The Centers for Disease Control and Prevention has published a new report revealing that a hunter in Michigan contracted tuberculosis from an infected deer. The disclosure comes just ahead of deer hunting season in many states, prompting an advisory from the CDC for hunters: exercise caution when field-dressing a deer. There are two ways a human can contract tuberculosis from an animal.
According to the CDC, the illness impacted a 77-year-old man in Michigan. The state’s Department of Health and Human Services learned that the case was caused by Mycobacterium bovis, the bacterium that leads to the development of tuberculosis in cattle, though it can also impact humans and other mammals.
The Michigan tuberculosis case was unusual for multiple reasons: the man hadn’t been in contact with anyone who had TB and he hasn’t traveled to any countries with active tuberculosis issues. The part of Michigan where he lived at the time of the illness had a low number of tuberculosis cases in humans but an issue with M. bovis in wild deer.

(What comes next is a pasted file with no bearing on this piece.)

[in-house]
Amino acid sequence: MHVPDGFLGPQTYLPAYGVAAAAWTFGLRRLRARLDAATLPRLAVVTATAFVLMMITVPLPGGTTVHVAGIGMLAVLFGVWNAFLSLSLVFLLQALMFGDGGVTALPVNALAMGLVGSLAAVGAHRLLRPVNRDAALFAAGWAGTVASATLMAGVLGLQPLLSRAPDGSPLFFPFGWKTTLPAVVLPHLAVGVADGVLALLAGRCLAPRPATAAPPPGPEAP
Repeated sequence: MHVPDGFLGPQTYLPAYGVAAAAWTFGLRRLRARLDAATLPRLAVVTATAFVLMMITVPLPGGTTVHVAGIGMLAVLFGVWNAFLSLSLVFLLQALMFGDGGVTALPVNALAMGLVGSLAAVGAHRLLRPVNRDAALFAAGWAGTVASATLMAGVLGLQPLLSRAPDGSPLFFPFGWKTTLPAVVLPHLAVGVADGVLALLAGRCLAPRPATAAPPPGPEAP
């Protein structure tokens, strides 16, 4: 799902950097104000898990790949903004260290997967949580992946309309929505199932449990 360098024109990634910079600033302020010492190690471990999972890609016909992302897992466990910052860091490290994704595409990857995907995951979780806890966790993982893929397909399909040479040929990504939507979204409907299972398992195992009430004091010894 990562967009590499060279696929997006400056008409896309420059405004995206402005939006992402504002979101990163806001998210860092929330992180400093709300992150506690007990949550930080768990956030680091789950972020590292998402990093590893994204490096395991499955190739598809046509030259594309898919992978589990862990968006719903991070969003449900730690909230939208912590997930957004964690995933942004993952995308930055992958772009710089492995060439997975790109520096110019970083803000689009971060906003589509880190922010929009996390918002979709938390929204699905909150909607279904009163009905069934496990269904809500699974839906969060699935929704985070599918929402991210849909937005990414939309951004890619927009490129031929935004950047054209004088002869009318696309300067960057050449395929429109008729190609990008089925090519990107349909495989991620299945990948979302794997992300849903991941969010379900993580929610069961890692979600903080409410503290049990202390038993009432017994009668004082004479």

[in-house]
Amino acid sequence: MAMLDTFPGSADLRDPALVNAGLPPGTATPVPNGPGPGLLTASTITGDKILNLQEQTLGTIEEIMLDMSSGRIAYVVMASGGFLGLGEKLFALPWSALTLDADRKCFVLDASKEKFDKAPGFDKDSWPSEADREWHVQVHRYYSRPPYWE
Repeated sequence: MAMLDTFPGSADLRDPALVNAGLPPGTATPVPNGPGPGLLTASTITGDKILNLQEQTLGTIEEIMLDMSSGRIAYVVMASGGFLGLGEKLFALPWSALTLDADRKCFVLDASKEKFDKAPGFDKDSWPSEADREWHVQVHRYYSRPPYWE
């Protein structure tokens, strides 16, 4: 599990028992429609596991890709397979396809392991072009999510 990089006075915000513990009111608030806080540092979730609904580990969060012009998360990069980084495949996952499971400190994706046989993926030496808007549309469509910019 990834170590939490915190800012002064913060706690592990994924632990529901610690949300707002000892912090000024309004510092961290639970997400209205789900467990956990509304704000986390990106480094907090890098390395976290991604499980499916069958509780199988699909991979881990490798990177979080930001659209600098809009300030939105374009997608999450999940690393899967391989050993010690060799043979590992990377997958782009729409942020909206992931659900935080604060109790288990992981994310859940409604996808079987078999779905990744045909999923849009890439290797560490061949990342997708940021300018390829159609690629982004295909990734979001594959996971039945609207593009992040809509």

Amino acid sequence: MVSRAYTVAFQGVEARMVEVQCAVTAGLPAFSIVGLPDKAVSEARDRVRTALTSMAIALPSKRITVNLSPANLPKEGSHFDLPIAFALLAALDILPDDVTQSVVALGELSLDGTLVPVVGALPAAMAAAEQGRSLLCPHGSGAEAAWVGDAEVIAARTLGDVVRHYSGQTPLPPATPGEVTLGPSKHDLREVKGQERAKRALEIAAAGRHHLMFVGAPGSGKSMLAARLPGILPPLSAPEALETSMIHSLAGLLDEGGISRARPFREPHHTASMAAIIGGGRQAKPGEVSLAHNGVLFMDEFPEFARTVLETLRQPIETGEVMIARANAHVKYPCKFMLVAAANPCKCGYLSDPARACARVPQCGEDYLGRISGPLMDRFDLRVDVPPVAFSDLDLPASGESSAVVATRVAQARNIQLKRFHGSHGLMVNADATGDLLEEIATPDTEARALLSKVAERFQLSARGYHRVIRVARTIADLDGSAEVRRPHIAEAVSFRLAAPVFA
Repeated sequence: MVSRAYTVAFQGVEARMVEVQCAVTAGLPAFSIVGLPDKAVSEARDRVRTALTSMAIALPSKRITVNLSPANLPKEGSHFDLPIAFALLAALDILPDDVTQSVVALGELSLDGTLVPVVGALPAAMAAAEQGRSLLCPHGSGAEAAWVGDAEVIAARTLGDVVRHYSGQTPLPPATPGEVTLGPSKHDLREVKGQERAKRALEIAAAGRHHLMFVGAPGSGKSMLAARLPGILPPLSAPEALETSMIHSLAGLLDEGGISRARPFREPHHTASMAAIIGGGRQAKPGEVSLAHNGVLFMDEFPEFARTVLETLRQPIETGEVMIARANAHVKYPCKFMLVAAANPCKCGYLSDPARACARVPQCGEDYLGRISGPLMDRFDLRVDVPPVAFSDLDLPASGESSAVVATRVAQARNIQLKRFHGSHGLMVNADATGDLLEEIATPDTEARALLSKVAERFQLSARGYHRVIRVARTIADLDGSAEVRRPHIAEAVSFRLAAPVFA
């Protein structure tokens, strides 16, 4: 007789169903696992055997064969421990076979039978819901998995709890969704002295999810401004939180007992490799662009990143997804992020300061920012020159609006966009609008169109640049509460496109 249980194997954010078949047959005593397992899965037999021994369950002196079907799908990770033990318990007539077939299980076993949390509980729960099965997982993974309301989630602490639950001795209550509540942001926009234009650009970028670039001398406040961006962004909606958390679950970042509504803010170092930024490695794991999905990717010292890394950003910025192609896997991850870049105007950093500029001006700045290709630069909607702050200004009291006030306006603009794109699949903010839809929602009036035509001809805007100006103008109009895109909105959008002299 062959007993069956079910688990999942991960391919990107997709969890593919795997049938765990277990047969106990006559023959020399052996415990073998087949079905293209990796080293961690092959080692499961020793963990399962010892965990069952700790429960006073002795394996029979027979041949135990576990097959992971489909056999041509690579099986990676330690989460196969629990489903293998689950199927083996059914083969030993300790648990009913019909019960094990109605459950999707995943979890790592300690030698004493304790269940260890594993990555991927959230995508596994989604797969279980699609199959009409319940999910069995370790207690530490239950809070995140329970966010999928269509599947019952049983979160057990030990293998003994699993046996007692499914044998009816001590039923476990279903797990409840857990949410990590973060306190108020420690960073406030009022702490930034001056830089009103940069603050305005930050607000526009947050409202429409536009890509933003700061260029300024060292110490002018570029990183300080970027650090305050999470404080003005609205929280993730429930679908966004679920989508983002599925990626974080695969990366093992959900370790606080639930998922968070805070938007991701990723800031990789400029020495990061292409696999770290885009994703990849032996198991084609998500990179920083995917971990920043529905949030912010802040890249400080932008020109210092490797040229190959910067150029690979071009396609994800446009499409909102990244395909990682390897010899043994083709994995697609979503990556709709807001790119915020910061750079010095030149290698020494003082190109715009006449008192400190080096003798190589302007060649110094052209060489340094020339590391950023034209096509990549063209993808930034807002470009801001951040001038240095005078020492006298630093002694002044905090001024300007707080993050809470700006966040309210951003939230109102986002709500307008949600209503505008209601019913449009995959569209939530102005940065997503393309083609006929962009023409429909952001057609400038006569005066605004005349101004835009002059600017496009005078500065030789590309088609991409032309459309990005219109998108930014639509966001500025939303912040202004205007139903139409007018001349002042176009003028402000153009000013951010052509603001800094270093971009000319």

Testing of a sample collected from the patient was linked to M. Bovis isolated from a deer in 2007. Officials conclude that the man likely contracted the strain sometime during his hunting activities, ultimately resulting in an active infection in 2017 identified as tuberculosis. Michigan previously had cases of animal-to-human tuberculosis cases in hunters that were reported in 2002 and 2004.
In its report, the CDC says that exposure to this bacterium puts hunters at risk for either active or latent infections, the latter of which have the risk of eventually reactivating to cause the disease — this risk is particularly high in individuals with compromised immune systems. Hunters are advised to use protective equipment when field-dressing a deer to help avoid infection. The agency maintains a FAQ page on M. Bovis infections in humans.